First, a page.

The weakest point in any multi-sensor probe system is almost always the data reduction process. Extracting the desired measured quantities from a large set of imperfect data points from different sensors will always be problematic- but, in the end, the process will usually boil down to a complex problem of interpolation. This is exactly the purpose for which machine learning approaches were developed.
In a recent research project, our Director of Research, Dr. David Birch, and his co-workers from the University of Surrey have applied some advanced neural network and machine learning techniques to the problem of converting signals from a seven-hole probe to a velocity magnitude and direction. Their work, described in a recent paper, has decreased the uncertainty and error introduced by the data reduction process by as much as 50% compared to the best available conventional multivariable interpolation techniques.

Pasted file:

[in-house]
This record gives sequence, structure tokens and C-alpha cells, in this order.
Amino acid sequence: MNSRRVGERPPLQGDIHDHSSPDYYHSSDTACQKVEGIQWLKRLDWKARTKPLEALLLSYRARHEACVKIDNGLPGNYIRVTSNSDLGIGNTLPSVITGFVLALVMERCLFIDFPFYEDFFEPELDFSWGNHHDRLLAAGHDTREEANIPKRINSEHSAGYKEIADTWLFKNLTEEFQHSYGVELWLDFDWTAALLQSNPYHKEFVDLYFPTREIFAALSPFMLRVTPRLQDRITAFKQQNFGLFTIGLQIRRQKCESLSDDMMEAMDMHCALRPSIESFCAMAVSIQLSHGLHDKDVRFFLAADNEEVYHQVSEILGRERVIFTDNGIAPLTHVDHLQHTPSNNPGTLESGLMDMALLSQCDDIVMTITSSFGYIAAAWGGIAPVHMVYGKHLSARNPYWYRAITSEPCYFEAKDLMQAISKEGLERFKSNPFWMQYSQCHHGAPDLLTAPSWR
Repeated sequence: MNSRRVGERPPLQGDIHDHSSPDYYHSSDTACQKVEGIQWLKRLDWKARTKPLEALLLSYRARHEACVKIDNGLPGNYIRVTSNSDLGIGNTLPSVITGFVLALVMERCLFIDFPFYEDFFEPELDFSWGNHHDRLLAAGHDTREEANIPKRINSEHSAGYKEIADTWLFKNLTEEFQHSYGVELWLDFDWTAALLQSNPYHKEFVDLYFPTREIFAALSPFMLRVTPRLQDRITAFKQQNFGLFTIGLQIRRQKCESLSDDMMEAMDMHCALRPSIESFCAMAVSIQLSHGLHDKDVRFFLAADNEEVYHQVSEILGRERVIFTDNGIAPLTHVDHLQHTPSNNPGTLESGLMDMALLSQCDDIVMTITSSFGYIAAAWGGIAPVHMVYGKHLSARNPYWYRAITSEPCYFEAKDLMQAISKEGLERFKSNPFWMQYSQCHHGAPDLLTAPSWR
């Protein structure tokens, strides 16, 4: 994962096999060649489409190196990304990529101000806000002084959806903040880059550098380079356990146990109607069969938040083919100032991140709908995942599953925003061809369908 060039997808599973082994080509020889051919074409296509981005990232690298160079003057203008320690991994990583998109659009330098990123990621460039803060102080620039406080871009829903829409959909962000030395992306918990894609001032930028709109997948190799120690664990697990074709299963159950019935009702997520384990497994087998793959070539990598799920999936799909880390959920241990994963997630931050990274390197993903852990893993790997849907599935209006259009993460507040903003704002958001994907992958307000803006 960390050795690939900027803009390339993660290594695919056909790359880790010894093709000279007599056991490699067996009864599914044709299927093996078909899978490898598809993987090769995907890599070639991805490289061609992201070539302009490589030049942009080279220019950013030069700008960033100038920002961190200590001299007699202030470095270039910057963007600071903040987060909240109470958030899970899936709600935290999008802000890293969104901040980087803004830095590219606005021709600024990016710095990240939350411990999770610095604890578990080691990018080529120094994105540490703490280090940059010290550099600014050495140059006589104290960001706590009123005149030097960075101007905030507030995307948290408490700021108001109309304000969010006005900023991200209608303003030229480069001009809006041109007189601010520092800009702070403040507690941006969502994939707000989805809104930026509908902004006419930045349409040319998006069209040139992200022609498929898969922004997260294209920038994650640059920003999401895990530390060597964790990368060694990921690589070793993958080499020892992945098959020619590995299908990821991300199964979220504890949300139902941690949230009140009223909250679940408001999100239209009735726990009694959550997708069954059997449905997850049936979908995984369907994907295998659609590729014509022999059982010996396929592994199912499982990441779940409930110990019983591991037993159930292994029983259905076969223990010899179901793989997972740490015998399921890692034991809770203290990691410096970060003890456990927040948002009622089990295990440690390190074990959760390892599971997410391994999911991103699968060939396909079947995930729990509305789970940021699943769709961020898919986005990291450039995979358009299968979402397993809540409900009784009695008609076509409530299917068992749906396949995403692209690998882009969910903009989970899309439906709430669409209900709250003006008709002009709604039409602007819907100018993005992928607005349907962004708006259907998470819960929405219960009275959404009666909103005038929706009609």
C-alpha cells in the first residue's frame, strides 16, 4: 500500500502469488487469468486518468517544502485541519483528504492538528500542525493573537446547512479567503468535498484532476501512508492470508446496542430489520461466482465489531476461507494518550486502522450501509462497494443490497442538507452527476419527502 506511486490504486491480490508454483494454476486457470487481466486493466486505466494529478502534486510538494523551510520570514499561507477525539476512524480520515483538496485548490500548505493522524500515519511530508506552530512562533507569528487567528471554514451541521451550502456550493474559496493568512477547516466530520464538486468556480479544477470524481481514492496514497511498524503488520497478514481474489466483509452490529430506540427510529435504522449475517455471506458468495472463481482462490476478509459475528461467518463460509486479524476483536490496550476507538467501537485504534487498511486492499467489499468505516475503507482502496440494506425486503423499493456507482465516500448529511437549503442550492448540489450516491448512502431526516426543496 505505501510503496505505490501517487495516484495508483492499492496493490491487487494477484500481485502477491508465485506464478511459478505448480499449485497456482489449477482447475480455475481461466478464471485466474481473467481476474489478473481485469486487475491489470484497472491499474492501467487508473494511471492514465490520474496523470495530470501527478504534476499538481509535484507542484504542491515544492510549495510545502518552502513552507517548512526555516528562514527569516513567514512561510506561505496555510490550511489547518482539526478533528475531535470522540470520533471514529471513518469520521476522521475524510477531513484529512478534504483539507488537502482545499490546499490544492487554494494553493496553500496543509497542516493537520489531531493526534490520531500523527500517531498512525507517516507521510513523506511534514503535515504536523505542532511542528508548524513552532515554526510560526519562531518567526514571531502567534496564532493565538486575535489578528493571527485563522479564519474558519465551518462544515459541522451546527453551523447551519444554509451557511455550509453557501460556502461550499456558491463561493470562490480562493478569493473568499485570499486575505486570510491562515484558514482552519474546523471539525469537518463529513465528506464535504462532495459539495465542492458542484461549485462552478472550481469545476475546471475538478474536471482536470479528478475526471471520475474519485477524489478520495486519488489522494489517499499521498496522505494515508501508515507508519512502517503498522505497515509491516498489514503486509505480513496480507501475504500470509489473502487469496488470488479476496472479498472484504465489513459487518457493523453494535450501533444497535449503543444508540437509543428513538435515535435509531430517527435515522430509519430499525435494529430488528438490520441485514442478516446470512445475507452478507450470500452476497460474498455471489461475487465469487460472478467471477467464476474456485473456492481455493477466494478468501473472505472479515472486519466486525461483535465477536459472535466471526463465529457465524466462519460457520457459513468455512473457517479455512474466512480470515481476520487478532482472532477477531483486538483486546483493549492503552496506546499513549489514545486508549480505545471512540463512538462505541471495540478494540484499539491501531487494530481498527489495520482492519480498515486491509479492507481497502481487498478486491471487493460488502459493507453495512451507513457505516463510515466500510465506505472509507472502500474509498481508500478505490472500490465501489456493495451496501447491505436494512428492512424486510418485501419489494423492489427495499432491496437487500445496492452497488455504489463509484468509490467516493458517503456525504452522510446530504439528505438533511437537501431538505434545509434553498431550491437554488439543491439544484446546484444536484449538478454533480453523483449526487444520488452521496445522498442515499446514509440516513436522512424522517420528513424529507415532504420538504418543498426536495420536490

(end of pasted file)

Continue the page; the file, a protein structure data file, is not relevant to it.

“This is clearly the next step in signal processing for these kinds of multi-sensor probe systems,” said Dr. Birch. “These machine-learning techniques can be used with any kind of data, and are very tolerant of measurement uncertainty. We calibrated our probe using not only the pressure sensors, but the environmental sensors as well- and the technique automatically corrected for sensitivity to ambient conditions”. The tests were carried out using the Surrey Sensors ID7HP-series probe, which includes ancillary sensors for absolute pressure, fluid temperature and humidity. All of these parameters were included in the data set used to “train” the machine-learning algorithm.
So, can we expect to see probes with this machine learning technology on the market any time soon? “The trick,” answered Dr. Paul Nathan, our Director of Technology, “is taking that proof-of-concept and making it small enough, fast enough and robust enough to be of use to our customers. That’s our next step.”